On Education and Learning Opportunities (SDGs and Our Work)

Photo Description: At YTF, our goal is to keep girls in school and encourage those that have dropped out to return by providing in-school/out of school girl match mentoring opportunities.

(Editor’s note: This post is part of a series covering YTF’s work with the United Nation’s Sustainable Development Goals. See more of the series here.)

Globally, 124 million children and adolescents are out-of-school (36% of school-age youth). In Sub-Saharan Africa, though, 71% of youth are out-of-school. This compares to 7% of youth in Europe and 18% in the United States.[1]  Throughout the world, there are 63 million girls who are out-of-school with 45% of these girls living in Sub-Saharan Africa.[2]

Of primary grades, secondary grades, and tertiary education (post-secondary), students in Sub-Saharan Africa attend an average of 10 years, which equates to a 9th-grade education. The average for girls is an 8th-grade education. This compares to an average of 15.5 years in Europe (girls average 16.1 years) and to the United States where boys attend 16 years and girls 17 years.[3]

Many girls are excluded from high school in Sub-Saharan Africa since high school is no longer free—many families will pay for boys to attend but are not able to afford paying for their girls. Without completing high school, students are not able to attend college. There are no programs to attain a GED or to take high school equivalency exams—this leaves girls without sufficient education to go on to the careers that they are interested in and, frequently, results in early marriage, bearing children at a young age, menial labor, and lower quality health care for them and their families.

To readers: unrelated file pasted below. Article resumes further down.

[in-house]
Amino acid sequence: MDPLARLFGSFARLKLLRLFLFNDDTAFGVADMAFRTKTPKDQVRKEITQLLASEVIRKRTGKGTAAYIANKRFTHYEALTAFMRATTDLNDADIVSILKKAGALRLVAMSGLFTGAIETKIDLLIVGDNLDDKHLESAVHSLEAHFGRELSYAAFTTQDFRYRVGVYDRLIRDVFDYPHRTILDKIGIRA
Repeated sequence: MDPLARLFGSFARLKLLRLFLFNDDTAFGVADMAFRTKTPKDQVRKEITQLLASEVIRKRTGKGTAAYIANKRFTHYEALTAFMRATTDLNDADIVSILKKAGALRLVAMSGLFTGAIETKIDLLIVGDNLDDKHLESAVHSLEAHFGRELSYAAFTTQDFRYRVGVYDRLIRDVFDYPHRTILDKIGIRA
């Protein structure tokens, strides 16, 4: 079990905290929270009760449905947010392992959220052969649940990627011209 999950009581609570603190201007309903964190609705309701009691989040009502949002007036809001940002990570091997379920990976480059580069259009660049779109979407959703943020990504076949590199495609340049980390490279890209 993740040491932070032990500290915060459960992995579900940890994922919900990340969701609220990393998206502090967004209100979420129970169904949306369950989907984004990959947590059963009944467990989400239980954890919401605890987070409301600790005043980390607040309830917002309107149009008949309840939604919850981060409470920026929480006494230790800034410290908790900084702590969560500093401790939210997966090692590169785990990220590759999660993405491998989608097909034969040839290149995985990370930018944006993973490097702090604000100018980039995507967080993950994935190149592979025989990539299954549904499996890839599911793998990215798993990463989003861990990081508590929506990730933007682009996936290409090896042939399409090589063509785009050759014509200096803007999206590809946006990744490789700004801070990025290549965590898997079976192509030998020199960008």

Parents’ level of education, especially mothers, can predict the level of education their children attain. The higher education the mother has, the more education their children will attain. Throughout Sub-Saharan Africa, 57% of the population has less than a high school education—this is 14% more for women than men; 38% of the population in Sub-Saharan Africa has no schooling at all—37% more girls than boys have no schooling. To compare, only .4 in the United States have no schooling, 12% have less than a high school education, and no disparities between boys and girls.[4]

In order to improve the education system and allow more people to lead prosperous lives, a transformation is needed within the ‘education ecosystem’ and technology may support this change. To increase the impact of these alternative learning approaches it is important to increase awareness of the benefits of digital literacy training and ICT in general, improve access to reliable ICT infrastructure, support the creation of a peer education network, improve the ICT skills of teachers, integrate the use of open educational resources (e.g., Massive Open Online Courses) which allow out-of-school youth to learn outside of the school walls, and facilitate the utilization of modern learning equipment and material (e.g. digital learning technologies).[5]